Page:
Leading the Revolution: How to Thrive in Turbulent Times by Making Innovation a Way of Life
by Gary Hamel
While this isn’t the first book to draft a blueprint for success in business, it is one of the most comprehensive in its approach. From the diagnostic questions in the early chapters, to those that explore opportunities for growth throughout the remainder of the book, Gary Hamel proves that it’s not about “having all the answers.” It’s knowing which questions to ask, like, “What 10 things would our customer never say about us?”
Between provocative questions and clear observations about the post-dot-com landscape, Hamel provides case studies that are rich in detail and sure to spark ideas about your own organization’s direction. The central theme is that organizations need to view innovation as an integral component in every department, with every employee and each process, and not as an occasionally necessary diversion from the work-at-hand.
Hamel opines that companies don’t fail because they can’t predict the future, but because they can’t imagine the future. And unlike other treatises on corporate success that merely provide lofty ideals, Hamel’s book outlines a process by which one person can begin to change an entire organization. The later chapters address building a grass-roots effort to support a new cause or initiative and some case studies of individuals and small teams that made a big impact.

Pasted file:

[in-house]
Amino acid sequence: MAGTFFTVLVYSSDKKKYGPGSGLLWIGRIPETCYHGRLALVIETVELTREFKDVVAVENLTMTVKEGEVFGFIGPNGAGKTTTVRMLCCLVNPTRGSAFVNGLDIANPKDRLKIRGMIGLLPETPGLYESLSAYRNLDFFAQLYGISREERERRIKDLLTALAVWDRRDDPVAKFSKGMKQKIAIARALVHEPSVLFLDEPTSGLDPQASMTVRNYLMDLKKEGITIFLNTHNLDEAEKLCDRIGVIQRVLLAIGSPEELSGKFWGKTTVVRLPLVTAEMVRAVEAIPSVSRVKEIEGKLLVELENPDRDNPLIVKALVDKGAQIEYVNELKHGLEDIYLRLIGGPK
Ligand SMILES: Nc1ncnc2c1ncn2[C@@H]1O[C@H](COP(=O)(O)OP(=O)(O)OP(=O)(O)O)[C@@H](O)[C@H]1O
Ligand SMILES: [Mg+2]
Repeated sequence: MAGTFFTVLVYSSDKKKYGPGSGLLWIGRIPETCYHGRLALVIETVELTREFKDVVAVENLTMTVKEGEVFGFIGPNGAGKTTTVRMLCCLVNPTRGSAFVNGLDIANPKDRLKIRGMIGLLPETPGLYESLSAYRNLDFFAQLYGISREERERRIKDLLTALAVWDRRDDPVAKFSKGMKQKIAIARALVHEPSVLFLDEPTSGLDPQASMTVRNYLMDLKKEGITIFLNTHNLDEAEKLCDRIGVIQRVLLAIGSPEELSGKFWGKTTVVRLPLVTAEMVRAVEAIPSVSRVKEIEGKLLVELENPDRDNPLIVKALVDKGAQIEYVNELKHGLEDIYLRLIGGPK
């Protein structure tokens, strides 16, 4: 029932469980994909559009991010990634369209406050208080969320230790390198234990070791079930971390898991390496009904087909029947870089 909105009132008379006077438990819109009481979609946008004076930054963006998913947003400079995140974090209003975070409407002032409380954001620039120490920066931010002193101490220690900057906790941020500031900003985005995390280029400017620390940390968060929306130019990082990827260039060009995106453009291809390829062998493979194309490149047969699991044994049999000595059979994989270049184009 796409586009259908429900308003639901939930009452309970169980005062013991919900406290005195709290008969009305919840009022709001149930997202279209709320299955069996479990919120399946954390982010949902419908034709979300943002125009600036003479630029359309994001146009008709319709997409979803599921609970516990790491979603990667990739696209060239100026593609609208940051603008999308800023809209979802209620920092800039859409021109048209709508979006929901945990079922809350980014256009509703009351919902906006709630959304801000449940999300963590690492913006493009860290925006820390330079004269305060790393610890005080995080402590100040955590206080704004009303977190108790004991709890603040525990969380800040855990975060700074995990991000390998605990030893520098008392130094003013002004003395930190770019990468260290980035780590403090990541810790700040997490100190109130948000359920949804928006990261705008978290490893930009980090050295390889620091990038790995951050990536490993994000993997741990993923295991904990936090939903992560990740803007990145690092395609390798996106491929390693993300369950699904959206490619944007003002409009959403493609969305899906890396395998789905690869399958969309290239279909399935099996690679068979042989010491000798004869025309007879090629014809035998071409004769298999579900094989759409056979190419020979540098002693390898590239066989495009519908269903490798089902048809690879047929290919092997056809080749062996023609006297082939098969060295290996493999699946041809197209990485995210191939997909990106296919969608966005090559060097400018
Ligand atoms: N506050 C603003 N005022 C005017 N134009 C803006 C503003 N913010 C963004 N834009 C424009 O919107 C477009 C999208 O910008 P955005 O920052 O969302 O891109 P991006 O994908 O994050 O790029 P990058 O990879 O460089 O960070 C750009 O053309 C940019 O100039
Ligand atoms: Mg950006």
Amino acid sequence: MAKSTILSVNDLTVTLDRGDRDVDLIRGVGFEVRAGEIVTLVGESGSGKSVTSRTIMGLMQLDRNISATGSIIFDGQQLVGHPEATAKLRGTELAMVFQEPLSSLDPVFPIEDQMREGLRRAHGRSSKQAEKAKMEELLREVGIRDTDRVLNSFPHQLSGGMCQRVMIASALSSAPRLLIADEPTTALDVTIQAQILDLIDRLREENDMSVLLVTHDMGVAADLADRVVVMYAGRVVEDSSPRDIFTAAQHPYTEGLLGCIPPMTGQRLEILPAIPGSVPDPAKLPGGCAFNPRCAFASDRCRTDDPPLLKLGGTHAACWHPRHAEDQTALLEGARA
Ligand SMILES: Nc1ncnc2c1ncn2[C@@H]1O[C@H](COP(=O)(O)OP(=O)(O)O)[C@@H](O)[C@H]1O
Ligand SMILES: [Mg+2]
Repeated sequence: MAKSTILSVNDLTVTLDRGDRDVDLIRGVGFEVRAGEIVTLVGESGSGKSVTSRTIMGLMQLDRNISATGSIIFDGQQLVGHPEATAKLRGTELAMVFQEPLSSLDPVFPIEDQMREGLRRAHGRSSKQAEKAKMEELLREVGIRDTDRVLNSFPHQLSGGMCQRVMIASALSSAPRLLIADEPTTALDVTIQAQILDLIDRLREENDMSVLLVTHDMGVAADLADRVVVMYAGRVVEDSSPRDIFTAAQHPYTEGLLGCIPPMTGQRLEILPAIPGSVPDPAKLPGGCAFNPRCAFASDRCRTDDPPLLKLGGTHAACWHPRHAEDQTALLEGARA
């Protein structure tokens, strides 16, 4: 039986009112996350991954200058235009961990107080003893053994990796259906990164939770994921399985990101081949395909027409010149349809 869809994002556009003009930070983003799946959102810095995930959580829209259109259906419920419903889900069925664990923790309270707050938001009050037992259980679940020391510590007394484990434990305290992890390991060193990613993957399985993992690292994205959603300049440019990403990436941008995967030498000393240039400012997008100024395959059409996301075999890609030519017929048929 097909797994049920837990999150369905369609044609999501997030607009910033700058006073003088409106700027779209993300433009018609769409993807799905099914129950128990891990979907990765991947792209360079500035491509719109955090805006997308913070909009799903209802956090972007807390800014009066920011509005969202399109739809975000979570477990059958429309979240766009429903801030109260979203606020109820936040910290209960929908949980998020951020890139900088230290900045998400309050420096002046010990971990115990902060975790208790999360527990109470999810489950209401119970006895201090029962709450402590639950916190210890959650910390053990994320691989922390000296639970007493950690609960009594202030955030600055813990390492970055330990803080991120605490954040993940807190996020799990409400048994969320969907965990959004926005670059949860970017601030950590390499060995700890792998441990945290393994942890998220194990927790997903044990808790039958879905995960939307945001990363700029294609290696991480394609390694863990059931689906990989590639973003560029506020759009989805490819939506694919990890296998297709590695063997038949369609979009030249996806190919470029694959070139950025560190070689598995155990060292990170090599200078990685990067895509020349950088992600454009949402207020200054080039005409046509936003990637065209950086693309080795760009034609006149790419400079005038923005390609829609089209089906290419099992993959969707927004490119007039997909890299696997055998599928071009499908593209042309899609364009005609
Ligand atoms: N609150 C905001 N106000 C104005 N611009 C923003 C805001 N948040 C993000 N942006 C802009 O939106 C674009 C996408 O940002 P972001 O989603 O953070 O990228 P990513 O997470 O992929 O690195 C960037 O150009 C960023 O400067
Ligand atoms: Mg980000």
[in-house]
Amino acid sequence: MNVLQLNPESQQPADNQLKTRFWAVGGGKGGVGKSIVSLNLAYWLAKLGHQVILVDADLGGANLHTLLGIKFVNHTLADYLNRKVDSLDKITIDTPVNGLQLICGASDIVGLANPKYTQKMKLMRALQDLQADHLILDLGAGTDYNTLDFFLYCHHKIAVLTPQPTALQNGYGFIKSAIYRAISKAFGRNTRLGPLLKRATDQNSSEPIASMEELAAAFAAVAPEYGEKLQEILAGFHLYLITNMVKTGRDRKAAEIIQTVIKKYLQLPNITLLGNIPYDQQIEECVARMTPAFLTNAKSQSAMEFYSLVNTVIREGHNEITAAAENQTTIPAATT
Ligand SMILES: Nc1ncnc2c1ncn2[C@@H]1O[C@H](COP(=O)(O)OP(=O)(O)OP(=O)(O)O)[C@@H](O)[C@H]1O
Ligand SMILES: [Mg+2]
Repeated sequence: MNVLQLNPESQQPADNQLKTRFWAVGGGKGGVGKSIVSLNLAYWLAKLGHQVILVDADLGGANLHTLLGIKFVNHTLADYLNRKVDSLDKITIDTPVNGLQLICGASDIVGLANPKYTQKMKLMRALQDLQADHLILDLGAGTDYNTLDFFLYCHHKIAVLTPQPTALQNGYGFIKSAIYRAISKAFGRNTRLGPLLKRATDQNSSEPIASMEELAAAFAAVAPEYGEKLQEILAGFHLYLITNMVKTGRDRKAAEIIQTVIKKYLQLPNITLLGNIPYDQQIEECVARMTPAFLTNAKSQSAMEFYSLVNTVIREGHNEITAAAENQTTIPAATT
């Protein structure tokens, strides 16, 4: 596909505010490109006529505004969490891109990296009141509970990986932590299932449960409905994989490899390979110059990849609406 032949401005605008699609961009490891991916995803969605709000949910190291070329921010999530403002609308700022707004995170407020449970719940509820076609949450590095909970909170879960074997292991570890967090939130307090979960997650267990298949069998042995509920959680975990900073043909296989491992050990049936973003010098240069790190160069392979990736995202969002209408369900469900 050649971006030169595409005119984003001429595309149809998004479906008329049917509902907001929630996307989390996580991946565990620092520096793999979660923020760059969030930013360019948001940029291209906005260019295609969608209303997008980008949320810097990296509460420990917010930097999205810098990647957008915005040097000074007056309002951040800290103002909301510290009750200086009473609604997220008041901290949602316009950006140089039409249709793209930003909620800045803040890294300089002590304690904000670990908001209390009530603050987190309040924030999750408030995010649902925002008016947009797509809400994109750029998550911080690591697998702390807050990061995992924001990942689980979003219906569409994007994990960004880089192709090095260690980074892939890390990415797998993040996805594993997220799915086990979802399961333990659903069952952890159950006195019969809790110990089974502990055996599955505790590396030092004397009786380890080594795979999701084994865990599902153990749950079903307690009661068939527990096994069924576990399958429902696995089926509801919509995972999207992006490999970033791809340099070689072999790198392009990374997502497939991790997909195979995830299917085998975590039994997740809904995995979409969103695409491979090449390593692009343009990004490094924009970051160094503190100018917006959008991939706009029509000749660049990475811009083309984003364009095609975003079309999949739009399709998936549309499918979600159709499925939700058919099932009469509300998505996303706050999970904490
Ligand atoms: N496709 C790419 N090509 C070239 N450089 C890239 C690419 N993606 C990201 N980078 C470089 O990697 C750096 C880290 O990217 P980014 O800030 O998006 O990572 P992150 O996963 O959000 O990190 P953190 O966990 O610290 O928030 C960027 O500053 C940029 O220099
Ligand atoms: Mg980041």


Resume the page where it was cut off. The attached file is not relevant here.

Above all, the contributions of people are what determine the success of an organization …not technology, nor economic climate… “What we need is not an economy of hands or heads, but an economy of hearts. Every employee should feel that he or she is contributing to something that will actually make a genuine and positive difference in the lives of customers and colleagues…to succeed in the age of revolution, a company must give its members a reason to bring all of their humanity to work.”
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